Growing up, Harrison was very fit and enjoyed going out with his friends and loved playing basketball. Today, his only recreational activity is riding his Harley Davidson motorbike, whenever he feels well enough. His friends include him in every ride they go on and it makes him feel normal and free from his illness.

To watch your son go from being healthy, fit and enjoying life to being in constant pain and in hospital is really hard. I work fulltime and have taken lots of time off work to look after him, take him to appointments and manage his medication. I spend a lot of time explaining to people who don’t understand IBD just how hard it is for Harrison to get out of bed. This is particularly hurtful when it comes from close family members who think he is just being lazy. That hurts me and I know it hurts Harrison a lot. Other people, though, who we don’t even see often, are just so kind and caring and check in on Harrison.

His dad has a job waiting for him whenever he feels he can get back into the workforce. For Harrison, to go back to fulltime work will be hard on both him and the employer as his unreliability due to the illness will be frustrating. His dad and I just want him to be happy and healthy like all of our kids, and we will do anything to help him get back on his feet.

What motivated you to start a Live Fearless Challenge (LFC) team? How has this team grown since starting in 2018?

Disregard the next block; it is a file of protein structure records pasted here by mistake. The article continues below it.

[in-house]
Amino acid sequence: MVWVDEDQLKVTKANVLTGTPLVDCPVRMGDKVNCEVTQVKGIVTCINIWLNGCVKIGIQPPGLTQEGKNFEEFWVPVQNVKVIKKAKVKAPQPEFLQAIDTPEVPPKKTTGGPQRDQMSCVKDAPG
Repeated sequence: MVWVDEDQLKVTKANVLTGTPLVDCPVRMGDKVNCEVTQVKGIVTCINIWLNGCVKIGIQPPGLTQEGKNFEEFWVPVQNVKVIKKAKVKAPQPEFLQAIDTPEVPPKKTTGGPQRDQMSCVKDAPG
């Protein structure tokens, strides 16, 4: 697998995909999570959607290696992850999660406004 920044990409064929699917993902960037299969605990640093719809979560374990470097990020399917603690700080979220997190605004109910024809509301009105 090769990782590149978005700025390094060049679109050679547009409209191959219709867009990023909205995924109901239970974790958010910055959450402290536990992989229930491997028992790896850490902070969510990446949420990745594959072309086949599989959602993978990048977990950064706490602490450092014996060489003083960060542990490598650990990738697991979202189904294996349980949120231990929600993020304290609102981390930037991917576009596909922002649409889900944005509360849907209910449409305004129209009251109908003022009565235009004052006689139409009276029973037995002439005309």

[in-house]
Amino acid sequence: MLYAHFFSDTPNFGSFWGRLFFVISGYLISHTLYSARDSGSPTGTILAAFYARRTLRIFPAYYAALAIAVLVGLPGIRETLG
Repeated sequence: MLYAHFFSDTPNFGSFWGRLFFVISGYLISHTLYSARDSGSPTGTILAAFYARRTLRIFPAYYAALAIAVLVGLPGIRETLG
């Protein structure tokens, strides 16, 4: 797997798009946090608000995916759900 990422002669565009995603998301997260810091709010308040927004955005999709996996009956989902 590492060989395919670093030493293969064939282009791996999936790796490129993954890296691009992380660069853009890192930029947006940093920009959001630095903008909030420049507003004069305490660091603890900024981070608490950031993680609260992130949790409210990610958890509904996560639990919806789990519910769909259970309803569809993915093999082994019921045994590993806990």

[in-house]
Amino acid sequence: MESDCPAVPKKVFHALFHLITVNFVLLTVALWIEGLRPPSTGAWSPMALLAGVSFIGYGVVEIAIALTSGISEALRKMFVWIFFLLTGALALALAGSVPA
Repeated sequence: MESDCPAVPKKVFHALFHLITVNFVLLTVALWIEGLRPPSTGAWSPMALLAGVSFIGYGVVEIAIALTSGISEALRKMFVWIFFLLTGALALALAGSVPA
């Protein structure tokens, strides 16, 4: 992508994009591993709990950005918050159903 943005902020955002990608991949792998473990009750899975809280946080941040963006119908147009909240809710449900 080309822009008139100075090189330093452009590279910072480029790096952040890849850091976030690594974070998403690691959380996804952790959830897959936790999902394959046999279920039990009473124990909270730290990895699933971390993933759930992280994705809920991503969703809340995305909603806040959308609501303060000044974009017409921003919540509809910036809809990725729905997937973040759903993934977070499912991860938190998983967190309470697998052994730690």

In 2018 Harrison’s Crohn’s was still a fairly private battle, and we still thought he would get better eventually. As all of us were new to this world, his first gastroenterologist suggested we join Crohn’s & Colitis Australia (CCA) for advice and information. I saw the LFC and thought why not do this for Harrison? Initially it was to raise money for research and awareness of this disease. My daughter, sister and nephew were the only ones in the team and managed to raise $500. The following year we completed the challenge and raised $1,000. In the three years since we began, Haytch’s Modest Pelicans (as we’re called) has grown to 21 people and raised close to $10,000.
Our campaign was delayed this year due to the COVID-19 lockdown, but we were still amazed at the response. With support from friends and family, we brought the team number up. Harrison’s fiancé, Casey, owns a barbershop in Sunbury and many of her clients
donated too. We also had a raffle and some boys did dares to raise funds.

How has support from the LFC team affected Harrison?

Having 21 people walking 150km really boosted Harrison’s mental state. He felt like he had another 21 people on his side, especially during this year’s challenge, when he was particularly sick. Our campaign has seen everyone from students to people on JobSeeker and JobKeeper being involved in one way or another. Harrison is aware of this and is in awe of peoples’ generosity. Every day he got messages from people asking him how he was. And even the briefest message buoyed him when he was feeling low.

Creating a brighter world

Sarah Starkey advocates for body positivity while leading by example

The beginning

In 1998 at the age of 13 I was diagnosed with ulcerative colitis. This was a very difficult time in my life as I was trying to navigate puberty, my first year of high school, a diagnosis of an incurable disease and how to record songs off the radio. Life sure was challenging for a while.